Pumping hydrogen ions across the inner mitochondrial membrane is essential for the production of ATP. Even though there is a greater concentration in the inter-membrane space, hydrogen ions are pumped from the cytosol into the intermembrane space by the complexes with the energy released from electron transport.

So, for each of the complexes which completely spans the inner mitochondrial membrane (i.e. Complexes I, III and IV), hydrogens are pumped across the membrane as the complex is reduced.

Complex I pumps across 2 hydrogen ions. These are not the same two taken from NADH and H+, as these hydrogens are passed on to CoQ. No, the hydrogen ions pumped into the intermembrane space are generally from the cytosol.
Complex II does not pump across any hydrogen ions; it does not span the membrane, as is therefore unable to.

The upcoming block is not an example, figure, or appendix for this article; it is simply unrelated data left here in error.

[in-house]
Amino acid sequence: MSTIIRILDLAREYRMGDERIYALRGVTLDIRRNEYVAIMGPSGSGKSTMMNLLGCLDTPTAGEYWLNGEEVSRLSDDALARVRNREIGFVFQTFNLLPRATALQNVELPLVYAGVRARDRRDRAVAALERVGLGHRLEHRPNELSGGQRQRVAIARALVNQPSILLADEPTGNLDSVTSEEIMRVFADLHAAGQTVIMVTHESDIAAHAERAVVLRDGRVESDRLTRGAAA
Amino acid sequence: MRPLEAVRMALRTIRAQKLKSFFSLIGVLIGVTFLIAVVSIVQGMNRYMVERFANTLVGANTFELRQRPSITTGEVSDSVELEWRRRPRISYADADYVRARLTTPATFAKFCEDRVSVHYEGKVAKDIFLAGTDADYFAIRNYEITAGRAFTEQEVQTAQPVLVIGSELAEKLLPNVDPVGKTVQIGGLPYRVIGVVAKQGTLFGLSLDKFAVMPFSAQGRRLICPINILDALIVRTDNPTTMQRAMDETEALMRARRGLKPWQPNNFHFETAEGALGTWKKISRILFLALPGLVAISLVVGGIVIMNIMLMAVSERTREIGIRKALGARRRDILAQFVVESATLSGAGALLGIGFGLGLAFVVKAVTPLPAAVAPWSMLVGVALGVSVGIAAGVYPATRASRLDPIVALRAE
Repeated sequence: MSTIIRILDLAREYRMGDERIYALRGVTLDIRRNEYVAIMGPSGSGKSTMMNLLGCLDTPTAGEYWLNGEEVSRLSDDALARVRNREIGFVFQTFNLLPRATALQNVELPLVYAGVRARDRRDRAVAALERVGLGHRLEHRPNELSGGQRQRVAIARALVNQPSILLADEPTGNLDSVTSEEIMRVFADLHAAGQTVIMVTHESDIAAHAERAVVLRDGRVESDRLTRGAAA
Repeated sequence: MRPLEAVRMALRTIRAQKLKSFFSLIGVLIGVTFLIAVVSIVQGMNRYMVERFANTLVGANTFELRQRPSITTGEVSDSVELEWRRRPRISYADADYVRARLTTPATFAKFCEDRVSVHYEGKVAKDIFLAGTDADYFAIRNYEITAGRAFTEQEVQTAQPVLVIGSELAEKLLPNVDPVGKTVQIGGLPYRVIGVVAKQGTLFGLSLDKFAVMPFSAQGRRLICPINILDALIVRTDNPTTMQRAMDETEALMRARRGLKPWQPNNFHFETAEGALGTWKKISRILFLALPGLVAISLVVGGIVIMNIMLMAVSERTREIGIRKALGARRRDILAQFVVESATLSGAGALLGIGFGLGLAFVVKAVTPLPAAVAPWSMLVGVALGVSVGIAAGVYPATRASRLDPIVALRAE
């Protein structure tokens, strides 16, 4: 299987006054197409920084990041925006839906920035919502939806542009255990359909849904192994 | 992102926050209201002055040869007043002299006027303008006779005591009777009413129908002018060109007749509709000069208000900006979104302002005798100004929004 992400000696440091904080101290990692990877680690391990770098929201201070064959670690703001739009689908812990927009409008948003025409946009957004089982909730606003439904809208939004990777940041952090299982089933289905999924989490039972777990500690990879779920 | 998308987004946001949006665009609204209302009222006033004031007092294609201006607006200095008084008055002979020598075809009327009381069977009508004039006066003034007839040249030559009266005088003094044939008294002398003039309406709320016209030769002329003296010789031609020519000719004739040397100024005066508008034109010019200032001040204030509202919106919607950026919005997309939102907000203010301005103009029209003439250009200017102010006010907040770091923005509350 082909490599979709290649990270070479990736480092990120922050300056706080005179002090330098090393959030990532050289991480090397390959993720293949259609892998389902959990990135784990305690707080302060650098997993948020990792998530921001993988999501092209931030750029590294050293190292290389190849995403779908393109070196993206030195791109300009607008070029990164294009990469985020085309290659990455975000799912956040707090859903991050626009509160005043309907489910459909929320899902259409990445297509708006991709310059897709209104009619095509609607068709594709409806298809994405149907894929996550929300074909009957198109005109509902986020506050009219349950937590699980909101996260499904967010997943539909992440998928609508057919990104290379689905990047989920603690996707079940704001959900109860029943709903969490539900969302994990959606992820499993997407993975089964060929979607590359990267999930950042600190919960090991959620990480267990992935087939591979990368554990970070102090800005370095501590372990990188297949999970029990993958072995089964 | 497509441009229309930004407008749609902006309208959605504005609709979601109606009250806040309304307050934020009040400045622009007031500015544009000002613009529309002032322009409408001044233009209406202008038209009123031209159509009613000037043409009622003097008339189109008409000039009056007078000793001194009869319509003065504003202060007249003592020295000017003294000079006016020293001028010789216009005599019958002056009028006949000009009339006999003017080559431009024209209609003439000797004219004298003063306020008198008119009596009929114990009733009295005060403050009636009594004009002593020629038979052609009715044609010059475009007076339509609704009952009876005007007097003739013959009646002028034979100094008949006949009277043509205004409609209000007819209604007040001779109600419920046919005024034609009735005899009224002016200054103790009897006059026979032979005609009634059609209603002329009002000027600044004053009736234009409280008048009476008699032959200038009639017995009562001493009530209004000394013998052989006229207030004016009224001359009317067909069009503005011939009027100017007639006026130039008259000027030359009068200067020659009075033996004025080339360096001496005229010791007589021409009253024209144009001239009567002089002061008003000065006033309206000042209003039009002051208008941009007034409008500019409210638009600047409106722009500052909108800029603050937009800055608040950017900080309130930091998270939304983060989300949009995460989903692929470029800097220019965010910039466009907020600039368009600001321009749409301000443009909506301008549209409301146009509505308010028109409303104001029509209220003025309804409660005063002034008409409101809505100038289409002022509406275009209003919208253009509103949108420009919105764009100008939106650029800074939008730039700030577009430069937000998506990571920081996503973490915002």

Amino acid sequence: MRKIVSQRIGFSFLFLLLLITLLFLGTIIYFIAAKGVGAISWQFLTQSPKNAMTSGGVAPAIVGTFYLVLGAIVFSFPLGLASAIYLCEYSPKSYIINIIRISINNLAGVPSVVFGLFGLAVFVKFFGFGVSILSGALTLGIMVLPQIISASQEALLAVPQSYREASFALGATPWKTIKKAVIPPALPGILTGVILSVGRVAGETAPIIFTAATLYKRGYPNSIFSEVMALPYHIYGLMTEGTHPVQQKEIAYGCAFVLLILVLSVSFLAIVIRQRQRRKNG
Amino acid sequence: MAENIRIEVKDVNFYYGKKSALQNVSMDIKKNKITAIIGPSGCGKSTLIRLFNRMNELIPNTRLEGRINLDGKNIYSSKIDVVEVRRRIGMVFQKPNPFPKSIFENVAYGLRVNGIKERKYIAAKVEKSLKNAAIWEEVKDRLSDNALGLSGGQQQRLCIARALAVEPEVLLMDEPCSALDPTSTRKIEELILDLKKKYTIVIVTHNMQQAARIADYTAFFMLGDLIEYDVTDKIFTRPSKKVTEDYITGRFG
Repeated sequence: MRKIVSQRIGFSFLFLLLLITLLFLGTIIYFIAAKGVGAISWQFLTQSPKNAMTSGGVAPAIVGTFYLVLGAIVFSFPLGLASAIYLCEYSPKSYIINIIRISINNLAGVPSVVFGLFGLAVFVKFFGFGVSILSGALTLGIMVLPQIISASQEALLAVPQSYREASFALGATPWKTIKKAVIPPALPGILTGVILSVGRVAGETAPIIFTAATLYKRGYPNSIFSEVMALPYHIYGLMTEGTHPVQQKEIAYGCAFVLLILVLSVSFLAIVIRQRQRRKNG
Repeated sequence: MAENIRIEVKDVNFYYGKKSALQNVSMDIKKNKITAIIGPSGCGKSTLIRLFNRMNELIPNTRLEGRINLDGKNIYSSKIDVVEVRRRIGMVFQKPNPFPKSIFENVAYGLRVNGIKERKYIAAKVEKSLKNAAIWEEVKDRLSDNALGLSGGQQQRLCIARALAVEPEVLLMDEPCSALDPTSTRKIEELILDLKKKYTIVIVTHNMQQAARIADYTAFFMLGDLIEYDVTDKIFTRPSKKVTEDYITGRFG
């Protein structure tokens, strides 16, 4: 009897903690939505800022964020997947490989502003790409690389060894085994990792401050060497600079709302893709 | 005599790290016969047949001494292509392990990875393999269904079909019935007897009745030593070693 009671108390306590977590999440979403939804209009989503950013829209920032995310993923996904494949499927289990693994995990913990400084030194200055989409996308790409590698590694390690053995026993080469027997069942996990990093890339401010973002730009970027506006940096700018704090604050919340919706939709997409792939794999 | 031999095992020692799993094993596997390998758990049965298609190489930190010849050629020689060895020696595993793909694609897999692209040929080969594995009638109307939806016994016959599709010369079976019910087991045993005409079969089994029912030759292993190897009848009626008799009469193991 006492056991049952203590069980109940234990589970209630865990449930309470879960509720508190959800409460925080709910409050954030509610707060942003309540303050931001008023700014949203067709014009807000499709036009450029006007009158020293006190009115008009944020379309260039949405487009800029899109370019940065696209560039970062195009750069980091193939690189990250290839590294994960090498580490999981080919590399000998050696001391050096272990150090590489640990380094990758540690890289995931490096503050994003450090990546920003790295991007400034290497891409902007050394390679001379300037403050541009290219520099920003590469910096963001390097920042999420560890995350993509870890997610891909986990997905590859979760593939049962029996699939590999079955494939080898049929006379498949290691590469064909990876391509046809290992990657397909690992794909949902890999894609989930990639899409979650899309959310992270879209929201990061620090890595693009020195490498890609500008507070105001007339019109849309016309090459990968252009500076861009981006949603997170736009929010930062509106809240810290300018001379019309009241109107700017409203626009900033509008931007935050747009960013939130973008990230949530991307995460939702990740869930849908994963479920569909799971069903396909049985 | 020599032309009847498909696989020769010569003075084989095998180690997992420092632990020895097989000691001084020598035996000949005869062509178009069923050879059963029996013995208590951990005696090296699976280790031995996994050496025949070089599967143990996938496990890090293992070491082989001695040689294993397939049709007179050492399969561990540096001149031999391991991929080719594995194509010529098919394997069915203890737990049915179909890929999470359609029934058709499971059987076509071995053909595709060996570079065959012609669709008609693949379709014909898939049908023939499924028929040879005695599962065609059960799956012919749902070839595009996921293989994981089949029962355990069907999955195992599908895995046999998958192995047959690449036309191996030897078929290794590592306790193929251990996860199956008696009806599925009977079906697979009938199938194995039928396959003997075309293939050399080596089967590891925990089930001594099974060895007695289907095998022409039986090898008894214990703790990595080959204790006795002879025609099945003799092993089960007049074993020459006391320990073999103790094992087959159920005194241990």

Complex III effectively pumps across 4 hydrogen ions. 2 of these are taken from the cytosol, as with complex I. However, you will remember that when CoQ gets to Complex III, it looses the 2 hydrogens it picked up earlier. These are considered to be pumped across by Complex III, and therefore a total of 4 are pumped across here.
Complex IV also pumps across 2 hydrogen ions - and again, these are not related to the other function of Complex IV (i.e. the hydrogen ions which are added to oxygen to produce water are not related to the hydrogen ions pumped across the membrane.

So, if a molecule of NADH is produced (e.g. from the production of oxoglutarate in the TCA Cycle), then 2 hydrogen ions will be pumped across Complex I, 4 across Complex III, and 2 across Complex IV - i.e. a total of 8 hydrogen ions are pumped across for each molecule of NADH produced.

If a molecule of FADH2 is produced (e.g. from the production of Delta2 trans Enoyl CoA in the Beta-Oxidation Cycle), 4 hydrogens will be pumped across Complex III, 2 across Complex IV, but none across Complex II - i.e. a total of 6 hydrogen ions are pumped across the inner mitochondrial membrane for each molecule of FADH2 produced.